By Roy Kasten
By Kris Wernowsky
By Chaz Kangas
By Joseph Hess
By Julie Seabaugh
By Mike Appelstein
By Rachel Brodsky
By Kelsey McClure
Long before alt-country was cool, George "Commander Cody" Frayne and his Lost Planet Airmen blended hard-drinking honky-tonk, truck drivers' lachrymose laments, rockabilly, western swing and boogie-woogie piano into an act much more popular in the hippie havens of Ann Arbor and Berkeley than in tradition-bound Nashville.
Marinated in substantial quantities of booze and filtered through a haze of pot smoke, the Airmen's music was too country for rock radio and just too darn weird for the country-music establishment of the early '70s, which didn't quite know what to make of songs such as "Down to Seeds and Stems Again" and "Mama Hated Diesels." Bringing together the ropers and the dopers back then was no easier than reconciling today's attitudinal gap between red and blue states.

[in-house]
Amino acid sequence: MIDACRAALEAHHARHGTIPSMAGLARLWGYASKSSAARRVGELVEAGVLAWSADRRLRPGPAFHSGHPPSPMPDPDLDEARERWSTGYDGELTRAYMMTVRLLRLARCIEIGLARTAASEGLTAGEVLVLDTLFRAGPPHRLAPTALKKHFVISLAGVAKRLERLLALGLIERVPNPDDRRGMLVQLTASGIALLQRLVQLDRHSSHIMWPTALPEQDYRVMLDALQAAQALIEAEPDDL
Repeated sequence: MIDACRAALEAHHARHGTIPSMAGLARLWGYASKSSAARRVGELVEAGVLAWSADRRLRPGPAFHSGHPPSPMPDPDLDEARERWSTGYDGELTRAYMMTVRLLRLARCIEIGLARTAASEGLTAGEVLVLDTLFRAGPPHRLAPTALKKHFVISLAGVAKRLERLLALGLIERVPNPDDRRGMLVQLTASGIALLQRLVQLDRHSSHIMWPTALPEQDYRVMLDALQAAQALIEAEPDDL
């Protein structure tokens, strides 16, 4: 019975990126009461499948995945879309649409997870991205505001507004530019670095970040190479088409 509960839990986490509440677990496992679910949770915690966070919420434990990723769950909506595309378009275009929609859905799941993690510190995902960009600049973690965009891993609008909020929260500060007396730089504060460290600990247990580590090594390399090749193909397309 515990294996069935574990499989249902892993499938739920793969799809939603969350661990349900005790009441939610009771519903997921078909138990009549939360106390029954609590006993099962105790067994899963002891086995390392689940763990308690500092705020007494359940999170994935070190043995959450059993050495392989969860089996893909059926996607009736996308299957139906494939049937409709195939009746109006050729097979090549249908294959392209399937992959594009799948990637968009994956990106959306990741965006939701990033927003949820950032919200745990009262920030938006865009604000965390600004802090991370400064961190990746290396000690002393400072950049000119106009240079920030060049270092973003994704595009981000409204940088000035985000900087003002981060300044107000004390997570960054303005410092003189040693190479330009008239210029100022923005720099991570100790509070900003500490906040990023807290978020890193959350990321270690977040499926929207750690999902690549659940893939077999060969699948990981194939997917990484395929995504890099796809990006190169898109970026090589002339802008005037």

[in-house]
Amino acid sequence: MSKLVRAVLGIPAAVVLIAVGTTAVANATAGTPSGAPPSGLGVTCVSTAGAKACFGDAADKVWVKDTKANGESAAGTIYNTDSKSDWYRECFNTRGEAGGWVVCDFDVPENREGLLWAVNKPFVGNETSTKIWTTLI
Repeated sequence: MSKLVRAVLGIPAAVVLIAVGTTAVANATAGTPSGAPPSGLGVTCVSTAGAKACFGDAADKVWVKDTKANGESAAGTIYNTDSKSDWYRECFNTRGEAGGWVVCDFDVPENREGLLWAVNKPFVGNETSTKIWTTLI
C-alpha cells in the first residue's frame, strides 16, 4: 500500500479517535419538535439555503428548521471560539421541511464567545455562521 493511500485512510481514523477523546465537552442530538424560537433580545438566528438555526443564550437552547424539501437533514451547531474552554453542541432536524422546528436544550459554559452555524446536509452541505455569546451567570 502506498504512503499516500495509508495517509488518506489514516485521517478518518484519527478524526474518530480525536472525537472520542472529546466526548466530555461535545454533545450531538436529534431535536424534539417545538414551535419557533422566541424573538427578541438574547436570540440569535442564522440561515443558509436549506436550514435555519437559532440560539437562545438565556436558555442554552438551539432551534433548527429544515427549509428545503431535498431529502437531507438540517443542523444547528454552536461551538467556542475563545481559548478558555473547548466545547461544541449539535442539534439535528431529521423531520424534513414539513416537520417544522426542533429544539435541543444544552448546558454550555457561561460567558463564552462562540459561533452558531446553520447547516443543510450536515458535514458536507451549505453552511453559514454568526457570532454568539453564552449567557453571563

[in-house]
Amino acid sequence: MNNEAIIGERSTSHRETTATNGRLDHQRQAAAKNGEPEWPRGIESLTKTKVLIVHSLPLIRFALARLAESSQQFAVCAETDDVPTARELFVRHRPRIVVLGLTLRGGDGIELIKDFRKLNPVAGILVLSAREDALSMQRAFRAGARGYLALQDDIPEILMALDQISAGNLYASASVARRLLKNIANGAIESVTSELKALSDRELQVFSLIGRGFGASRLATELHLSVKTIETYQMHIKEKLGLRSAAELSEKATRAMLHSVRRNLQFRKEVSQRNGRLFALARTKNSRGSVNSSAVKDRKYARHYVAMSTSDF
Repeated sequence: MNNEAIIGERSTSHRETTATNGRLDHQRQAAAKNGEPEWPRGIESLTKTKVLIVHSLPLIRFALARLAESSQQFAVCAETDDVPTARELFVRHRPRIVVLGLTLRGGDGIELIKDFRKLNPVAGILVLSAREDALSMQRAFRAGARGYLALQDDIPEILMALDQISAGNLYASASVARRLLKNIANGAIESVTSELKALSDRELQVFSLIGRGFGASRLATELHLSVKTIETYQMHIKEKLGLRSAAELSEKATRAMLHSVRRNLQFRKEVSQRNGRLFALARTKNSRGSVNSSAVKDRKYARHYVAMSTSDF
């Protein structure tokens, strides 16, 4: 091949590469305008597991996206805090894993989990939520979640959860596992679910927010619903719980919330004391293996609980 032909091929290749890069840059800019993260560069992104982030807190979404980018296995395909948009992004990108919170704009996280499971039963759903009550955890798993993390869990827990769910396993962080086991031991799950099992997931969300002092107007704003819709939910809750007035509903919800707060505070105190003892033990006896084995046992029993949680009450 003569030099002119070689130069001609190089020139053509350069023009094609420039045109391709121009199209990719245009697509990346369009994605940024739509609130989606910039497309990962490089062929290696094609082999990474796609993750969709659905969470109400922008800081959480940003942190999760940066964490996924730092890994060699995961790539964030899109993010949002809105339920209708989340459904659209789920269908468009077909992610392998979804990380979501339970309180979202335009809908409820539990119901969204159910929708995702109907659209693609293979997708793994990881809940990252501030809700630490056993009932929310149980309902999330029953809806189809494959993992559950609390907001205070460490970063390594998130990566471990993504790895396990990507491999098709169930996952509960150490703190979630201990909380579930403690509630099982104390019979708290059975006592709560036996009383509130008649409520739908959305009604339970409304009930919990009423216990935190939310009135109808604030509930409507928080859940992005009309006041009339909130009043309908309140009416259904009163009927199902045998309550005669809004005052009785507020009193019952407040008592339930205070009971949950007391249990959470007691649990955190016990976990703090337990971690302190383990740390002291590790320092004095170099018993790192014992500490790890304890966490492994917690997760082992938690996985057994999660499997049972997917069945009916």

They did enjoy big sales with their first release, which featured a remake of the fast-talking country novelty "Hot Rod Lincoln" and had some other modestly successful recordings, but by 1977 the original crew of Airmen had gone their separate ways. Since then Frayne has continued to record sporadically and tour relentlessly, mixing a healthy dose of familiar favorites from those early '70s albums with later solo material and some choice covers. Expect a rowdy yet good-humored evening, highlighted by the Commander's considerable mastery of the eight-to-the-bar style, plus the addition for this show of steel guitarist Don E. Curtis of Scotty's Music as special guest.
Doors at 8 p.m., show at 9 p.m. Tickets are $15; call Metrotix at 314-534-1111 for more information.